California payrolls grew by 46,700 jobs in July, a significant gain that came as the unemployment rate held at a record low of 4.2%, according to data released Friday by the state’s Employment Development Department. But as usual, there was little sign of rising wages for workers.
The positive job growth comes as a relief: June’s initial report, which said employers added only 800 jobs to payrolls that month, raised concerns the Golden State’s economic engine was pausing after a remarkable run. But June’s gains were revised upward Friday to 21,500, and July’s job growth came in at more than twice that level.
“It might have been a false alarm,” said Lynn Reaser, chief economist of the Fermanian Business and Economic Institute at Point Loma Nazarene University.
In July, nine of the state’s 11 industry sectors added jobs. Professional and business services led the way with 15,100 new jobs, followed by trade, transportation and utilities, which saw an increase of 11,200 jobs. Employers in leisure and hospitality boosted payrolls by 9,500.
Also adding jobs were employers in educational and health services, manufacturing, government, mining and logging, information and a category called “other services.”
“There is strength across the board,” said Michael Bernick, an attorney with Duane Morris and a former director of the Employment Development Department.
Construction and financial activities were the only sectors that lost jobs, with declines of 1,700 and 800, respectively.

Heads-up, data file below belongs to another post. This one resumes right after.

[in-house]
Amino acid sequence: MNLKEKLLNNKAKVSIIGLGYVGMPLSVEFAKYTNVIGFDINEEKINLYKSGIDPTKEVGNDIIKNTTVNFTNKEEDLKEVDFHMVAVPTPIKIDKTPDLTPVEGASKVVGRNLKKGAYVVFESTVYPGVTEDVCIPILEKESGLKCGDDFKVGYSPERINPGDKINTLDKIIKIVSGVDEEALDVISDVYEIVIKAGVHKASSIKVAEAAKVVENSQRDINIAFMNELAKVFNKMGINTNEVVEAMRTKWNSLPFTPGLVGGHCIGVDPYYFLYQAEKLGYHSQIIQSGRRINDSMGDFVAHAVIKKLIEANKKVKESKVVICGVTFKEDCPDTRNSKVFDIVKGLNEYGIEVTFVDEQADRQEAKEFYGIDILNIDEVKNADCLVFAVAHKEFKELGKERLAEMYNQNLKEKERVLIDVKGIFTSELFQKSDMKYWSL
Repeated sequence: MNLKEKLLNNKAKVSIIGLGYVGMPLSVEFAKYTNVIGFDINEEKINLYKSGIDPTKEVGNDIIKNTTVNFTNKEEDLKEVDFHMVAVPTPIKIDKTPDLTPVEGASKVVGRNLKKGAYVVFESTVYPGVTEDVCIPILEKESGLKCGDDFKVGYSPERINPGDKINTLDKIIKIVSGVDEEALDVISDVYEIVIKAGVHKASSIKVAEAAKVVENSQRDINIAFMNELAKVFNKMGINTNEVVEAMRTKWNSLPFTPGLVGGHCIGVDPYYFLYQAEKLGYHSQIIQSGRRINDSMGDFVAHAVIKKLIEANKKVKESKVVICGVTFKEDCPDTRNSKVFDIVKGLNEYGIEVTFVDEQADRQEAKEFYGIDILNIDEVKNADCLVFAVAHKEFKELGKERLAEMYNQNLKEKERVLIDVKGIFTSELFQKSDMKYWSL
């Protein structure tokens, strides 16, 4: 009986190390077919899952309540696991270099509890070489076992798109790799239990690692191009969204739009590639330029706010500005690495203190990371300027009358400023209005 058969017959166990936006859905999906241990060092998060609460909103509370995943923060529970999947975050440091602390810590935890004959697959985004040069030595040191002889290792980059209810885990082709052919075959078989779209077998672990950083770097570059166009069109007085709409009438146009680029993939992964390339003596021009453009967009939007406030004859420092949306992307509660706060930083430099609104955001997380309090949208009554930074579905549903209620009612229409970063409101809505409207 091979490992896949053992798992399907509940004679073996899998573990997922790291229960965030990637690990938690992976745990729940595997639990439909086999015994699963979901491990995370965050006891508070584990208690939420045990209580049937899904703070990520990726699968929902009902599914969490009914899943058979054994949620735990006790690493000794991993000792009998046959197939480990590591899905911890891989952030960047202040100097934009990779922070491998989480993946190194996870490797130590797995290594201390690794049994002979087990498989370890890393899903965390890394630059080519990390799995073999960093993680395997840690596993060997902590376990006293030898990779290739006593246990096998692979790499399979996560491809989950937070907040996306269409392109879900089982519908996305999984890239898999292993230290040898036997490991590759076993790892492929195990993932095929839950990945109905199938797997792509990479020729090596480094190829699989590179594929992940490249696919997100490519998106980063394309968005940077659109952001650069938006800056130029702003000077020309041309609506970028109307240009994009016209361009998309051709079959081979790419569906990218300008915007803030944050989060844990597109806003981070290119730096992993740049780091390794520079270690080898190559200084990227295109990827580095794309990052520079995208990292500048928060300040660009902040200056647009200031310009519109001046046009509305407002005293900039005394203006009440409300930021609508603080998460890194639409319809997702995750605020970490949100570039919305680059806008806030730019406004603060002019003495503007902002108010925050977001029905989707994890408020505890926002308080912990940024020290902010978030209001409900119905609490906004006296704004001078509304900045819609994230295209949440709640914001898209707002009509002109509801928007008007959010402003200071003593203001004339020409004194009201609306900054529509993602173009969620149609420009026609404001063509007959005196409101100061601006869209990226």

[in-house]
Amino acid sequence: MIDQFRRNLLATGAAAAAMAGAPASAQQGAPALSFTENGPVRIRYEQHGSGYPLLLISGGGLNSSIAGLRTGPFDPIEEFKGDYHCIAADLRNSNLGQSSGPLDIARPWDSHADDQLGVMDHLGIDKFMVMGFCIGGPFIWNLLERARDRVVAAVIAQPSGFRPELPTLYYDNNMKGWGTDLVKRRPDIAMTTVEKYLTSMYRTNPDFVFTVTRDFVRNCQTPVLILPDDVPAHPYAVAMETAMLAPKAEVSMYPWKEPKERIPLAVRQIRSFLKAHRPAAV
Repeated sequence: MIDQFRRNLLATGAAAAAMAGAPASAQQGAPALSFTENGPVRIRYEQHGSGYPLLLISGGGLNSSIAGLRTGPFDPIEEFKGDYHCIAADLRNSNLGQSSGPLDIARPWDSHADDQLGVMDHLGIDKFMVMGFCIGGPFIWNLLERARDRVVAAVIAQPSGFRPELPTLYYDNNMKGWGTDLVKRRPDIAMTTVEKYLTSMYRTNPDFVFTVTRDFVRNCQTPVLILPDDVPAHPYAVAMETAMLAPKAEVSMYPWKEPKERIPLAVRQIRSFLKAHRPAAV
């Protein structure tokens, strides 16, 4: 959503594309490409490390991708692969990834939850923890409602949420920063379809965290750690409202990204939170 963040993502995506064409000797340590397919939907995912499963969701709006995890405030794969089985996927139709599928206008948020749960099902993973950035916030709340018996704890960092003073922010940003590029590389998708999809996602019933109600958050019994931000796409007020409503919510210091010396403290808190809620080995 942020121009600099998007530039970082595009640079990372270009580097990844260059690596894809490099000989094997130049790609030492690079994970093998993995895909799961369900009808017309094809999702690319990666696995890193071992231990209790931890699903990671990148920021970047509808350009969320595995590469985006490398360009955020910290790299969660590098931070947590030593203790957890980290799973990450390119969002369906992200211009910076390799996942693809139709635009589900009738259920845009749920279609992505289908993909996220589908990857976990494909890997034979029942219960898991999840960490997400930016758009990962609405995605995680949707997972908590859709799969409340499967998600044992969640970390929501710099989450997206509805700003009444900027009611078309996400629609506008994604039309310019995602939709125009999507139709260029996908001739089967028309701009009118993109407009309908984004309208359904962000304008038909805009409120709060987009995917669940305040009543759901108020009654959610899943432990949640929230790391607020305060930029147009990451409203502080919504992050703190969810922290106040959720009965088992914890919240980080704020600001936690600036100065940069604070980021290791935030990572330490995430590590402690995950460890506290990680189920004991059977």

Locally, Los Angeles County saw an increase of 7,300 jobs; Orange County, 5,400 jobs; and Riverside and San Bernardino counties, 6,700 jobs. San Diego County lost 2,800 jobs, and Ventura County lost 100.
The statewide unemployment rate held steady at 4.2% even as more people entered the workforce. That is the lowest rate recorded since the unemployment survey started in 1976.
Sung Won Sohn, chief economist with SS Economics in Los Angeles, said the expanding labor force eased some pressure on employers, who say they are having difficulty finding workers. But he said labor shortages are still a problem, noting the number of workers in the labor force peaked last fall. The high cost of housing has been driving some out of state.
“There is no reason to believe that labor shortages in California would lessen anytime soon,” Sohn said.
In theory, those shortages should be forcing employers to lift wages to attract workers.
But wage growth remains a stubbornly weak part of the recovery. It’s a puzzle, experts say, that could be caused by anything from low productivity growth to declining union power to increased competition from low-wage workers overseas.
In July, wages disappointed again, lagging slightly behind the national inflation rate. Average hourly earnings in California rose only 2.2% from a year earlier, to $30.81, according to the Bureau of Labor Statistics. Consumer prices, minus the volatile food and energy sector, climbed 2.4%. With groceries and gas factored in, the inflation rate was 2.9% nationwide. (The bureau does not track statewide inflation rates).
Locally, wages rose faster, climbing 4.4% in Los Angeles and Orange counties. Price inflation was 3.9%.